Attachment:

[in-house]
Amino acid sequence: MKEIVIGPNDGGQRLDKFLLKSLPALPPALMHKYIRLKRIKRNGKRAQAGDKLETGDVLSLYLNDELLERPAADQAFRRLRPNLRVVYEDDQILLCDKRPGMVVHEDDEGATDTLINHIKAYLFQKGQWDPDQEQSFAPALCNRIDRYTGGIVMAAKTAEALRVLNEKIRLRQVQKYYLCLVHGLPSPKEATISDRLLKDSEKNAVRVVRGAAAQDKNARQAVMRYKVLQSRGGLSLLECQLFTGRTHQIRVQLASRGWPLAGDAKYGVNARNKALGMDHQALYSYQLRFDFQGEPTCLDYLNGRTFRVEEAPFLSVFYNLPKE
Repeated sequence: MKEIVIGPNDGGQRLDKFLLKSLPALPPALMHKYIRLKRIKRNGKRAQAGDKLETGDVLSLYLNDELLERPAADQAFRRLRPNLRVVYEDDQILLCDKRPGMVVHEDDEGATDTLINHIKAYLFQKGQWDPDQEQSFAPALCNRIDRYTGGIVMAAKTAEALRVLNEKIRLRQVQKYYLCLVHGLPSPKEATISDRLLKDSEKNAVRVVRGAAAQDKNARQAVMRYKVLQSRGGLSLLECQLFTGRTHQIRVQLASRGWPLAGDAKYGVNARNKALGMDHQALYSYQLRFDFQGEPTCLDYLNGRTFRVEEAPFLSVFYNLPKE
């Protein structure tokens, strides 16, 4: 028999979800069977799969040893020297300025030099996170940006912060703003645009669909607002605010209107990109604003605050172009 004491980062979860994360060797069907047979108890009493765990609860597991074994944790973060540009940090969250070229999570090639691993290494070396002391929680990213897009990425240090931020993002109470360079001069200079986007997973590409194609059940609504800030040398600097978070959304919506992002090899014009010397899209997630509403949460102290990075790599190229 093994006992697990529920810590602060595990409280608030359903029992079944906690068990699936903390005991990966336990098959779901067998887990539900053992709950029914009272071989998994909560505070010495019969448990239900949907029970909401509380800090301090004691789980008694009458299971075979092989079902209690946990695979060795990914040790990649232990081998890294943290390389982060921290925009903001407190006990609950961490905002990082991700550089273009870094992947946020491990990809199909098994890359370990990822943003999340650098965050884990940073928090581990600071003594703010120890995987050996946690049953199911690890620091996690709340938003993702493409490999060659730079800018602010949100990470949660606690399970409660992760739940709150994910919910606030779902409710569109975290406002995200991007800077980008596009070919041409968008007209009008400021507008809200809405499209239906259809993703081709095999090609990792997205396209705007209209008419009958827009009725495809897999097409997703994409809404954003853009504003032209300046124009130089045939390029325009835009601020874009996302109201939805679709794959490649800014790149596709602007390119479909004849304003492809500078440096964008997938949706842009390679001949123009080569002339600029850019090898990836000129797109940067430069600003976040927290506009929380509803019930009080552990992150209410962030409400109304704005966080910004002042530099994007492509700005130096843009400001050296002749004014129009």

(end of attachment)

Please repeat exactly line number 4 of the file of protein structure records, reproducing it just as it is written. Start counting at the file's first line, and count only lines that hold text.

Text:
């Protein structure tokens, strides 16, 4: 028999979800069977799969040893020297300025030099996170940006912060703003645009669909607002605010209107990109604003605050172009 004491980062979860994360060797069907047979108890009493765990609860597991074994944790973060540009940090969250070229999570090639691993290494070396002391929680990213897009990425240090931020993002109470360079001069200079986007997973590409194609059940609504800030040398600097978070959304919506992002090899014009010397899209997630509403949460102290990075790599190229 093994006992697990529920810590602060595990409280608030359903029992079944906690068990699936903390005991990966336990098959779901067998887990539900053992709950029914009272071989998994909560505070010495019969448990239900949907029970909401509380800090301090004691789980008694009458299971075979092989079902209690946990695979060795990914040790990649232990081998890294943290390389982060921290925009903001407190006990609950961490905002990082991700550089273009870094992947946020491990990809199909098994890359370990990822943003999340650098965050884990940073928090581990600071003594703010120890995987050996946690049953199911690890620091996690709340938003993702493409490999060659730079800018602010949100990470949660606690399970409660992760739940709150994910919910606030779902409710569109975290406002995200991007800077980008596009070919041409968008007209009008400021507008809200809405499209239906259809993703081709095999090609990792997205396209705007209209008419009958827009009725495809897999097409997703994409809404954003853009504003032209300046124009130089045939390029325009835009601020874009996302109201939805679709794959490649800014790149596709602007390119479909004849304003492809500078440096964008997938949706842009390679001949123009080569002339600029850019090898990836000129797109940067430069600003976040927290506009929380509803019930009080552990992150209410962030409400109304704005966080910004002042530099994007492509700005130096843009400001050296002749004014129009």